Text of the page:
As a pedestrian safety countermeasure, the benefits of rectangular rapid-flashing beacons (RRFBs) are well-documented. Commonly installed with crosswalk signage at midblock and other unsignalized crossings like roundabouts, they can increase driver yield rates to 98% and decrease crashes involving pedestrians by up to 47%, according to the FHWA.
But they are not a silver bullet on their own. Like all of the countermeasures identified in the FHWA’s Proven Safety Countermeasures initiative (PSCi), they are most effective when used in conjunction with other interventions and strategies. For RRFBs, that includes road diets, curb extensions, refuge islands, overhead lighting, and advance pedestrian warning signs, which we will cover in detail here.
What is an advance pedestrian warning sign?
Warning signs as they are defined in the MUTCD are non-regulatory (i.e. non-enforceable) roadway signs that give notice of a situation that might not be readily apparent. In the case of advance pedestrian warning signs, they tell drivers that they are approaching a crosswalk and should be aware of the potential for pedestrians on or near the roadway.
The sign the MUTCD recommends for this is actually the same one they recommend be used at the crosswalk—the W11-2—however, instead of pairing it with a downward sloping arrow plaque (W16-7P), they suggest using an “AHEAD” (W16-9P ) or “XX FEET” (W16-2P) distance plaque. School crossing (S1-1) and trail crossing (W11-15) signs may also be used if appropriate.
When do you use an advance pedestrian warning sign?
One of the main criteria for a marked crosswalk is good sight lines, meaning the roadway ahead of the crosswalk is long enough that a driver traveling at or near the posted speed limit has time to perceive, recognize, and react—in this case, yield to—to an incoming pedestrian. The MUTCD calls this “Perception-Response Time” or PRT.
|Vehicle speed (mph)||Stopping sight distance (feet)|
Researchers have performed extensive tests to determine under a variety of conditions, the results of which can be found in the AASHTO Green Book. The table on the right shows the minimum recommended stopping sight distances on level roadways.
Many crosswalks, however, don’t meet these recommendations. Marked crosswalks are often located near horizontal or vertical curves, as well as in locations where obstructions like parked cars can block drivers’ view of a crosswalk. Scenarios such as these, where road users don’t have enough time or distance to see and react to changing conditions, are examples of when to use an advance pedestrian warning sign.
Can an RRFB be added to an advance warning sign?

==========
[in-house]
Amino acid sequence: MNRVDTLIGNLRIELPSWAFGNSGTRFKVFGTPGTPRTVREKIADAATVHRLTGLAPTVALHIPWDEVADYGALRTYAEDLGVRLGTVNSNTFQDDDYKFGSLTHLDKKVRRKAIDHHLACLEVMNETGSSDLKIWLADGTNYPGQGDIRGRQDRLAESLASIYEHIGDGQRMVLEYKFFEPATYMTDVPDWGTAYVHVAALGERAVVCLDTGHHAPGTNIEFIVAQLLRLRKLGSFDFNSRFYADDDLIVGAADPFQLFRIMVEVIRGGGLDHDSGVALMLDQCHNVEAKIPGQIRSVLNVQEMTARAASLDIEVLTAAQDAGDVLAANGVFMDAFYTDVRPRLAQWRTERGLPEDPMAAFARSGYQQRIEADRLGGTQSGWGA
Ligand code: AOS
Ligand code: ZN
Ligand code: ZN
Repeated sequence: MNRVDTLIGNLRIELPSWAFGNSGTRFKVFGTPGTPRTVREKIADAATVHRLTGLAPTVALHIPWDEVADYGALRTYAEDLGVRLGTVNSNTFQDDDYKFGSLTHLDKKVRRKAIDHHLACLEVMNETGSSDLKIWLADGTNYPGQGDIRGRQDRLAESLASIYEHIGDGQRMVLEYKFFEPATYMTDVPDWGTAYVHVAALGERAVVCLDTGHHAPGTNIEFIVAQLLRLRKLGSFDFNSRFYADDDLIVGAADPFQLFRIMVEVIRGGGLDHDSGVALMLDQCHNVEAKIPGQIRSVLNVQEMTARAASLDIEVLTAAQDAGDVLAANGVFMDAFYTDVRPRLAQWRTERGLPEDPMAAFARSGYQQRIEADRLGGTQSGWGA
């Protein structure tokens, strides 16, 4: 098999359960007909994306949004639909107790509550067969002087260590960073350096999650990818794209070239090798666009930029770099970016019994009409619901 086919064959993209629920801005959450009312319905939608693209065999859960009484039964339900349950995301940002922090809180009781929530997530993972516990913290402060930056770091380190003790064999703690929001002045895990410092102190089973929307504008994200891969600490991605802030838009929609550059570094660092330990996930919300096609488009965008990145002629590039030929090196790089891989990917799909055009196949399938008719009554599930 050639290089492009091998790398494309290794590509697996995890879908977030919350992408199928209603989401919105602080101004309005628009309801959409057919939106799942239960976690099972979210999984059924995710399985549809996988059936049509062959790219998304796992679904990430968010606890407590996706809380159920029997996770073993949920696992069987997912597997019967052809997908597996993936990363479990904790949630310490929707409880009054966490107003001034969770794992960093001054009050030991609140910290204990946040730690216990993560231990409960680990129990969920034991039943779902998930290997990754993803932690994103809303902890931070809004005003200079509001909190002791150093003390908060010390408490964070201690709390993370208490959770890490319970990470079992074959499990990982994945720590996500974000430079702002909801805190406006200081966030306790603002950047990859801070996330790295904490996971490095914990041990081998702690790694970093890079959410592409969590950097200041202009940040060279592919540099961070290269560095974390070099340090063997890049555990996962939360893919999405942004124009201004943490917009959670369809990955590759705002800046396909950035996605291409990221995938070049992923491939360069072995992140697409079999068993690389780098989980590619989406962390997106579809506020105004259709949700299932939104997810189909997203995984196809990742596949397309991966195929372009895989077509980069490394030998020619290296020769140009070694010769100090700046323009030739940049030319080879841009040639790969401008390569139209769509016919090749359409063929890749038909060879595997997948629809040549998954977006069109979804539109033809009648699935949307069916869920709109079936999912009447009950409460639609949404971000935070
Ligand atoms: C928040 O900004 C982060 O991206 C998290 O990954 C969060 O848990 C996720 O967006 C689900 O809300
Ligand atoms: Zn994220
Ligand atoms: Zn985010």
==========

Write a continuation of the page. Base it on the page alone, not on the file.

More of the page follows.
Yes! Adding an RRFB light bar to an advance warning sign is a highly effective way of enhancing sign conspicuity and driver compliance. Though not included in the MUTCD at the time of writing, the FHWA has provided interim approval for the RRFB under IA-21 since 2018. Here’s what they say about using the RRFBs as part of an advance warning:
“In the event sight distance approaching the crosswalk at which RRFBs are used is less than deemed necessary by the engineer, an additional RRFB may be installed on that approach in advance of the crosswalk, as a pedestrian-actuated conspicuity enhancement to supplement a W11-2 (Pedestrian), S1-1 (School), or W11-15 (Trail) crossing warning sign with an AHEAD (W16-9P) or distance (W16-2P or W16-2aP) plaque. If an additional RRFB is installed on the approach in advance of the crosswalk, it shall be supplemental to and not a replacement for the RRFBs at the crosswalk itself.”
In other words, if an advance warning sign is warranted, an RRFB can be added, so long as RRFBs have also been implemented at the crosswalk itself. Additionally, all RRFBs, whether they are at the crossing or in advance of it, must begin and cease flashing simultaneously.
Where should the advance warning sign/RRFB be placed?
Although there is nothing in the MUTCD—or IA-21—that specifies the placement of advance warning signs with RRFBs specifically, Section 2C.05 does offer some guidance on warning signs generally, which they intend as a “starting point for determining appropriate advance placement.”
As RRFBs are not recommended for roadways with speed limits greater than 40 mph, we can use the distances included in the Condition B columns, where drivers need to decelerate to 0 mph—a complete stop for a pedestrian. This leaves us with the guideline of 100-125 feet for an advance warning sign/RRFB.
Why the discrepancy?
If you’ve been paying close attention, you might notice a discrepancy between the stopping distances recommended by AASHTO and the distances recommended by the MUTCD (for example, at a speed of 20 mph, AASHTO recommends 115 ft, while the MUTCD recommends 100).
This is explained in a couple of footnotes to the MUTCD table, but essentially, they subtract a sign legibility distance of 180 feet from the AASHTO numbers, and cap the minimum advance placement distance at 100 feet “to provide adequate spacing between signs.” These guidelines ensure that drivers have adequate PRT to see and react to the advance warning sign, and help reduce the chances drivers forget the warning message because of other distractions.
In summary, advance pedestrian warning signs can and should be used on roadways where sight lines are limited or where pedestrian crossings may not be expected by motorists. The MUTCD has approved the use of RRFBs with advance pedestrian warning signs and offers some guidance on their placement. However, transportation professionals should always consult their local DOT and exercise engineering judgment. As they say, your mileage may vary!